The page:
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Parent settling into new role as bench coach

Parent settling into new role as bench coach

Parent settling into new role as bench coach
GLENDALE, Ariz. -- Those who were surprised by Robin Ventura's selection of Mark Parent as bench coach, as opposed to someone with more Major League experience, actually included Parent.

"I thought he was just getting advice on whether he should take the job or not," said a smiling Parent, speaking to MLB.com at the White Sox Camelback Ranch complex. "Seriously. I think the last time I saw him was probably at a charity concert for Garth Brooks that he put on.

"Then, I thought he was kind of joking. You figure a guy who has played that long and has played with enough people and lives in Los Angeles and has a lot of friends ... . He's a very nice guy and has a lot of people who like him: Older coaches, managers who he's had would certainly like to help him out.

"So, we never really have got into just how it happened," Parent said. "Fortunately for me it did. I've been enjoying myself and that's big when you can be in Major League Baseball and enjoy yourself."

Not only is Parent having fun, but the man with exactly as much Major League coaching experience as Ventura has excelled in his new capacity as the manager's right-hand man. The 6-foot-5, 255-pound Parent stands as a larger-than-life figure, a sturdy former catcher who makes one wonder if any opposing baserunner was brave enough to try to bowl him over at home plate.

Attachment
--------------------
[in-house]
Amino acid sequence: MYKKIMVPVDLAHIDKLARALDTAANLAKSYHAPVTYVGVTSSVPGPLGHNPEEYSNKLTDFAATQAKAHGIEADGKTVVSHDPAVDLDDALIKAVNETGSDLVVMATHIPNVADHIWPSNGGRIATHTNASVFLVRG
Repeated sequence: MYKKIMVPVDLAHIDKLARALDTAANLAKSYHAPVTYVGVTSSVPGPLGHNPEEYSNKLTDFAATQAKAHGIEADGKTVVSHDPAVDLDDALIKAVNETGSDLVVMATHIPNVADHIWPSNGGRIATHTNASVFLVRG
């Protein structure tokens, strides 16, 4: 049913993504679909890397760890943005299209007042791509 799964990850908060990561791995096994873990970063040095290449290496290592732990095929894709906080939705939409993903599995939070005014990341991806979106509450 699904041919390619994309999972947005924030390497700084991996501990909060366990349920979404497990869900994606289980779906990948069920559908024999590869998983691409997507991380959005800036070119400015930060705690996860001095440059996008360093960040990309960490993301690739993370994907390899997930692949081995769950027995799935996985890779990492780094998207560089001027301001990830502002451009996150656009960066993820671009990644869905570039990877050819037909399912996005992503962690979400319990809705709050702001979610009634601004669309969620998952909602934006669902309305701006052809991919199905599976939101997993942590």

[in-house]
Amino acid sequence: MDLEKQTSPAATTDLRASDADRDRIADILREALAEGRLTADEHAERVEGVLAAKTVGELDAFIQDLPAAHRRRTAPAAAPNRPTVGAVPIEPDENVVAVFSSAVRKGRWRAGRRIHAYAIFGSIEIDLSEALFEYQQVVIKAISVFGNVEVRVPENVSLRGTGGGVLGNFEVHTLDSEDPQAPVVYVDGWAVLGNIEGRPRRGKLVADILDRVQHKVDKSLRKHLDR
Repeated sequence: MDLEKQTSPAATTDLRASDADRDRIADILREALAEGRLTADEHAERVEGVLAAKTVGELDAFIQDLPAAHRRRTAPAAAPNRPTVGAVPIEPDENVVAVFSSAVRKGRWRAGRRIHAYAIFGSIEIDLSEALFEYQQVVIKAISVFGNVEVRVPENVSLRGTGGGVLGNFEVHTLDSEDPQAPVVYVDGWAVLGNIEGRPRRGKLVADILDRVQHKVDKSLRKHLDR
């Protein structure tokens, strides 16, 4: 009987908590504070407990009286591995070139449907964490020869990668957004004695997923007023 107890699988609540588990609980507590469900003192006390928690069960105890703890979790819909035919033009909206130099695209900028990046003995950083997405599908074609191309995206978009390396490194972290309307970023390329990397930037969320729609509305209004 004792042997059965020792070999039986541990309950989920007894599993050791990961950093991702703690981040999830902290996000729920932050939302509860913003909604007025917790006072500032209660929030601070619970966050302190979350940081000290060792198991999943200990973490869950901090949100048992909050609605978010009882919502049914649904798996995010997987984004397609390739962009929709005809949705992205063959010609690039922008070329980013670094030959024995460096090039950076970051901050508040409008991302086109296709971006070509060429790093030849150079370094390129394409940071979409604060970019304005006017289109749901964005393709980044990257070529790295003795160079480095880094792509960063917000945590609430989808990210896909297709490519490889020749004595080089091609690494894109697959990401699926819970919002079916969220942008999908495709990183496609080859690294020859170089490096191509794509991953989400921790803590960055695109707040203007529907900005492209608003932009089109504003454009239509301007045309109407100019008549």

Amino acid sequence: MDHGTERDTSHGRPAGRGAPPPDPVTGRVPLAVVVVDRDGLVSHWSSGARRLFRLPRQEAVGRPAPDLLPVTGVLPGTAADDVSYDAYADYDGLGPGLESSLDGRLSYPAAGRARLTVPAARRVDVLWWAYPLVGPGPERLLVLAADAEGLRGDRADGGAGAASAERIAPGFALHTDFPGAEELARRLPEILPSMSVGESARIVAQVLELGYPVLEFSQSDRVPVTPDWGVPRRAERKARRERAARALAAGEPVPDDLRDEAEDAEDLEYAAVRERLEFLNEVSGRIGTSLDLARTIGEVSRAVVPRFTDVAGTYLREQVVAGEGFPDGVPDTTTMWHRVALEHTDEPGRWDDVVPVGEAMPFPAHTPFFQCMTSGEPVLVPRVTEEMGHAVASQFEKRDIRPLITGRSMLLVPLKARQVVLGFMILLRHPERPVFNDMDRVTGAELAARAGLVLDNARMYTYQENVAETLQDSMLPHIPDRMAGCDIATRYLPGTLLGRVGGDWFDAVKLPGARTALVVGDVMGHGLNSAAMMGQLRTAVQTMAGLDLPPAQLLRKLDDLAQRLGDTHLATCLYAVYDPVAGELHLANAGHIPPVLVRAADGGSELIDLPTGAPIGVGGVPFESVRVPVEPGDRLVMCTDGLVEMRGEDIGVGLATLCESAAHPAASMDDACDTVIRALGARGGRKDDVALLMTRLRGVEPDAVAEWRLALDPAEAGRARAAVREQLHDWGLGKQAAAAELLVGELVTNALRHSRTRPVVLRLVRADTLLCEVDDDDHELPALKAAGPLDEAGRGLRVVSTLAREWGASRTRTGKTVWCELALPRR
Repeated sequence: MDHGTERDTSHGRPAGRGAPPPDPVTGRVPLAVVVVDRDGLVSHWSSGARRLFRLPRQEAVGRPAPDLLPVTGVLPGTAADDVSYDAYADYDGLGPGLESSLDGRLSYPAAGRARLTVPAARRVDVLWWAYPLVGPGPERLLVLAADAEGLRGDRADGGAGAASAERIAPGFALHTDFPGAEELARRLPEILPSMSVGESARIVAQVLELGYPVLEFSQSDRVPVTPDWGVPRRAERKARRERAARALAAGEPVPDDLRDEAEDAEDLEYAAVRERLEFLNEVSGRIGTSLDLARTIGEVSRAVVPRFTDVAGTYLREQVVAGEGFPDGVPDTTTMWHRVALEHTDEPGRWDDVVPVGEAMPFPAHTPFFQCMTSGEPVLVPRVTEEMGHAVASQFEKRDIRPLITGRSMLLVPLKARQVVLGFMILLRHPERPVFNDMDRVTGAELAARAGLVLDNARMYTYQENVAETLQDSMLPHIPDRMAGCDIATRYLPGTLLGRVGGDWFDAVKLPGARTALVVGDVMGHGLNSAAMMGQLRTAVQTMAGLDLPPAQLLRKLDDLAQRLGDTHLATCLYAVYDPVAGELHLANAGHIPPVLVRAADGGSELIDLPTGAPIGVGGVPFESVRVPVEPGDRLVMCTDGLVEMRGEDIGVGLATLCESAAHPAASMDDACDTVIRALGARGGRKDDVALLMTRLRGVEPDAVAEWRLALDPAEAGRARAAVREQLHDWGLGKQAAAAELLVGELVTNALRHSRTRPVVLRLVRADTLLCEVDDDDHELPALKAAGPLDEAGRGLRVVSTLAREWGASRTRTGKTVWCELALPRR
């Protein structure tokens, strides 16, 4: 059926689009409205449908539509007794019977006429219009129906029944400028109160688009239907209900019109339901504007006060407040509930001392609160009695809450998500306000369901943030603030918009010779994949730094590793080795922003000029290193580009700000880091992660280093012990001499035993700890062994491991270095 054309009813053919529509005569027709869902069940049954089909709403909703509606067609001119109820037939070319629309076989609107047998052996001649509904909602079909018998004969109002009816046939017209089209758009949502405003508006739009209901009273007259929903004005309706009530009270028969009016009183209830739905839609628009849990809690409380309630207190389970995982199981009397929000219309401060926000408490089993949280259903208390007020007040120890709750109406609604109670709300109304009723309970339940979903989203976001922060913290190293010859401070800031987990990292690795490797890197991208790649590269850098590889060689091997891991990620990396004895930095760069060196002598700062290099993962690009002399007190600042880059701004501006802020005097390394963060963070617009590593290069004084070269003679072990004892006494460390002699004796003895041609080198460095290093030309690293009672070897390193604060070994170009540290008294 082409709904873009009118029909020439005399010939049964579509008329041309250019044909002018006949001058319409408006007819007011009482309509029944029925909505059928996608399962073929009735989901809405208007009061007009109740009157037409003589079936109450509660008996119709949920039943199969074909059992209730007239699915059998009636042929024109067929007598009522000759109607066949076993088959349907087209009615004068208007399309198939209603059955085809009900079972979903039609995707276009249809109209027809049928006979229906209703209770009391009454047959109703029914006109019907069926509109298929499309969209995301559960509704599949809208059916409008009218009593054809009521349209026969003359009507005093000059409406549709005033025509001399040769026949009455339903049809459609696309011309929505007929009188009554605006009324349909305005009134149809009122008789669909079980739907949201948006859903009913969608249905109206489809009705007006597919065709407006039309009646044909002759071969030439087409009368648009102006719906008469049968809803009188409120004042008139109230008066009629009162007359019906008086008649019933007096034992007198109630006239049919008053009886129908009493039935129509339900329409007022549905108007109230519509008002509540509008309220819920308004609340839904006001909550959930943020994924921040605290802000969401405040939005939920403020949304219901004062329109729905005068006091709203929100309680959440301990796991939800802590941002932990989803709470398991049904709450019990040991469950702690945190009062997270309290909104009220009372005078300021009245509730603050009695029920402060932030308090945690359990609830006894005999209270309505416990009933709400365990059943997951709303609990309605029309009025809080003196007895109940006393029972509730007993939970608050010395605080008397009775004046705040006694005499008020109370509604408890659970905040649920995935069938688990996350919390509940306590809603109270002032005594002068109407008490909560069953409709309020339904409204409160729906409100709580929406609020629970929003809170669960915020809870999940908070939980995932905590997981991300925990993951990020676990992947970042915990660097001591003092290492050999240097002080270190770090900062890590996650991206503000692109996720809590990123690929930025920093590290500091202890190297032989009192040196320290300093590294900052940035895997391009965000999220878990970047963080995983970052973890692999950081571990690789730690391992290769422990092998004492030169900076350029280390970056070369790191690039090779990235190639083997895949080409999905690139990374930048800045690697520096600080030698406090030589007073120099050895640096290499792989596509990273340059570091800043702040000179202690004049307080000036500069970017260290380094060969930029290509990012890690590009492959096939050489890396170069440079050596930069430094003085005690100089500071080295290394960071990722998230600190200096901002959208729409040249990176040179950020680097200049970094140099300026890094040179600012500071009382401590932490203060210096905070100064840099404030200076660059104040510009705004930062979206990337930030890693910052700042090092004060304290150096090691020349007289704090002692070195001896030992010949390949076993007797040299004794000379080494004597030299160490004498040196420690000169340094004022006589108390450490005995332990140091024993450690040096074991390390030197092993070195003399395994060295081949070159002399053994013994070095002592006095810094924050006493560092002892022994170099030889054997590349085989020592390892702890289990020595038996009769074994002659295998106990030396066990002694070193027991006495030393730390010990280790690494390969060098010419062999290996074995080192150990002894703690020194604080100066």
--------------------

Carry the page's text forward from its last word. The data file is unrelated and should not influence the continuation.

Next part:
To label Parent simply as Ventura's enforcer overlooks the vast baseball acumen this man who excelled as a Minor League manager brings to the table. White Sox players have responded in a unified positive spirit to Ventura's first Spring Training, run efficiently, smoothly and with a purpose. The White Sox staff has tried to get the best from players, handling mistakes at the moment they happen to make sure they don't reoccur.

A large part of that credit goes to Parent, who explains how the process of putting together this first Spring Training came together. He started about two weeks after the October hire, trying to get Ventura's thoughts on paper.

Then, he added in his thoughts, had Ventura review them and started going through the particulars: How did Ventura want to run his bunt plays and matters of that nature?

"You write them out, then you throw them away and write them out again," said Parent. "You start to think about the signs and what sign would you like to see, what sign is easy for everyone throughout the organization.

"Finally, you get up enough nerve to say, 'This is it,' and you send it out. That's something for a baseball player, that's what you don't do. You don't write stuff."

Fortunately for the White Sox, Parent had a bit of prior writing and organizational experience. He worked on the catching section in the book "Play Baseball The Ripken Way," an instructional manual for kids, and put his thoughts down on paper for that project done with the Ripken family. Parent also had the chance to read thorough manuscripts from Cal Ripken Sr. on how to play different positions and coach them as well.